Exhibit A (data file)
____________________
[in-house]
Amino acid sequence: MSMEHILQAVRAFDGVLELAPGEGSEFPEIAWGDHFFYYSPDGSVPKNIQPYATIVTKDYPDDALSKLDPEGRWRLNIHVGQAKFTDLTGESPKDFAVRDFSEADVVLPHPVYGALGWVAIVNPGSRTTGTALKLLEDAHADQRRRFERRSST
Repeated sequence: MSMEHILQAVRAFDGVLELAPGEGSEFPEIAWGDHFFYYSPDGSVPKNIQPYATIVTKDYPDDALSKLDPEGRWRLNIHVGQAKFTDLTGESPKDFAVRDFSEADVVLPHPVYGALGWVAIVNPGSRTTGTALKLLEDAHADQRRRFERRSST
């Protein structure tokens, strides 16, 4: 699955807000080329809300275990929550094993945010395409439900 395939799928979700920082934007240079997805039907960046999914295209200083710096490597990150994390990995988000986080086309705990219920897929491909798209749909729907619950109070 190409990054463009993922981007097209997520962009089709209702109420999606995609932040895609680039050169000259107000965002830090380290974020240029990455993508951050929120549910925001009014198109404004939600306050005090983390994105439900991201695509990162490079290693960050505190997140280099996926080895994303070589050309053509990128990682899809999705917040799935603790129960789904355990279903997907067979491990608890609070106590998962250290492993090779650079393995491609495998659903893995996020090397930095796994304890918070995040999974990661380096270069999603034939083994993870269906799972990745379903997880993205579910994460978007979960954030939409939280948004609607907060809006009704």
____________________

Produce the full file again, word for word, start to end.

[in-house]
Amino acid sequence: MSMEHILQAVRAFDGVLELAPGEGSEFPEIAWGDHFFYYSPDGSVPKNIQPYATIVTKDYPDDALSKLDPEGRWRLNIHVGQAKFTDLTGESPKDFAVRDFSEADVVLPHPVYGALGWVAIVNPGSRTTGTALKLLEDAHADQRRRFERRSST
Repeated sequence: MSMEHILQAVRAFDGVLELAPGEGSEFPEIAWGDHFFYYSPDGSVPKNIQPYATIVTKDYPDDALSKLDPEGRWRLNIHVGQAKFTDLTGESPKDFAVRDFSEADVVLPHPVYGALGWVAIVNPGSRTTGTALKLLEDAHADQRRRFERRSST
């Protein structure tokens, strides 16, 4: 699955807000080329809300275990929550094993945010395409439900 395939799928979700920082934007240079997805039907960046999914295209200083710096490597990150994390990995988000986080086309705990219920897929491909798209749909729907619950109070 190409990054463009993922981007097209997520962009089709209702109420999606995609932040895609680039050169000259107000965002830090380290974020240029990455993508951050929120549910925001009014198109404004939600306050005090983390994105439900991201695509990162490079290693960050505190997140280099996926080895994303070589050309053509990128990682899809999705917040799935603790129960789904355990279903997907067979491990608890609070106590998962250290492993090779650079393995491609495998659903893995996020090397930095796994304890918070995040999974990661380096270069999603034939083994993870269906799972990745379903997880993205579910994460978007979960954030939409939280948004609607907060809006009704």